If you feel this environment is indeed most appropriate, make certain you know and understand your rights. You can visit Nolo's Legal Encyclopedia: Disabled Renters' Housing Rights to learn more about your rights as a disabled tenant or prospective tenant. Nolo's Legal Encyclopedia also offers Every Tenants Legal Guide which explains how you can make certain that the rental process goes as smoothly as possible.

Make certain you are fully aware of all available options and as prepared as possible before deciding on a location or living environment. To continue your research into rental housing, visit Housing and Urban Development: Information for Disabled Persons. You can also visit your local Center for Independent Living (CIL), at which a housing specialist will assess your situation and then explain the options available to you. To find a CIL in your area, visit our State Centers for Independent Living resource list.

Both home ownership and apartment rental is available to the most independent of individuals. Often times, you will have had extensive independent living experience which allows you to recognize your needs and capabilities. This, in turn, allows you to make competent decisions regarding the best living environment for you.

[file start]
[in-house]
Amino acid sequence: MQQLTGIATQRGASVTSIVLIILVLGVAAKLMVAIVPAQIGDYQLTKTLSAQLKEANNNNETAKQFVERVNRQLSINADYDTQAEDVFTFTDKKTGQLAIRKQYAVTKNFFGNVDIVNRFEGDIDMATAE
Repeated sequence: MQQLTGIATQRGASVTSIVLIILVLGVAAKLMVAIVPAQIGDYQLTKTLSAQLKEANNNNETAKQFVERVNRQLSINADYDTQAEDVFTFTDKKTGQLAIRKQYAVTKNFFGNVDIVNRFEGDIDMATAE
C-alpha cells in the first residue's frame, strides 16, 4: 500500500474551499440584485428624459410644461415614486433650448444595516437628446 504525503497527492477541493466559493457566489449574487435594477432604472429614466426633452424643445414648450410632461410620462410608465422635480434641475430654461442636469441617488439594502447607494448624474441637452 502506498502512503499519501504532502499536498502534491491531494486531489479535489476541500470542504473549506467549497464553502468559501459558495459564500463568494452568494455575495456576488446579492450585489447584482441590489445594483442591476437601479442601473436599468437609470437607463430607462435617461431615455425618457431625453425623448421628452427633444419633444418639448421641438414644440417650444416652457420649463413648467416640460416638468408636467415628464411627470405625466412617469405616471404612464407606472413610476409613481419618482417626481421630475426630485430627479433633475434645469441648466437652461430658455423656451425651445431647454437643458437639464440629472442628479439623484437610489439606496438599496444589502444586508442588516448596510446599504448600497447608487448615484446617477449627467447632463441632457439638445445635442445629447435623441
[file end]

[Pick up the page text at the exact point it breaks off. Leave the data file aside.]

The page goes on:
The following environments, on the other hand, are typically not for those capable of fulfilling their daily living needs. Often times, families and/or guardians seek out the following facilities for their loved one with a disability. This portion of the guide is intended to assist families and guardians of individuals with disabilities in finding an environment that will provide a proper level of care for that individual with a disability. Keep in mind that it is important to include your loved one throughout the search process. Make certain you understand his/her desires. If you currently care for an individual with a disability, the following may help you and your loved one determine the most appropriate environment.

Supported/Assistive Living

A third, relatively independent living environment can be found in assisted living or supported living facilities. These facilities are for those individuals that need assistance with daily living activities but still wish to live as independently as possible. Although some assistance is needed, constant care is not required. You or your loved one should be generally capable of caring for themselves, with the exception of minor daily activities such as meal preparation, bathing, dressing, etc.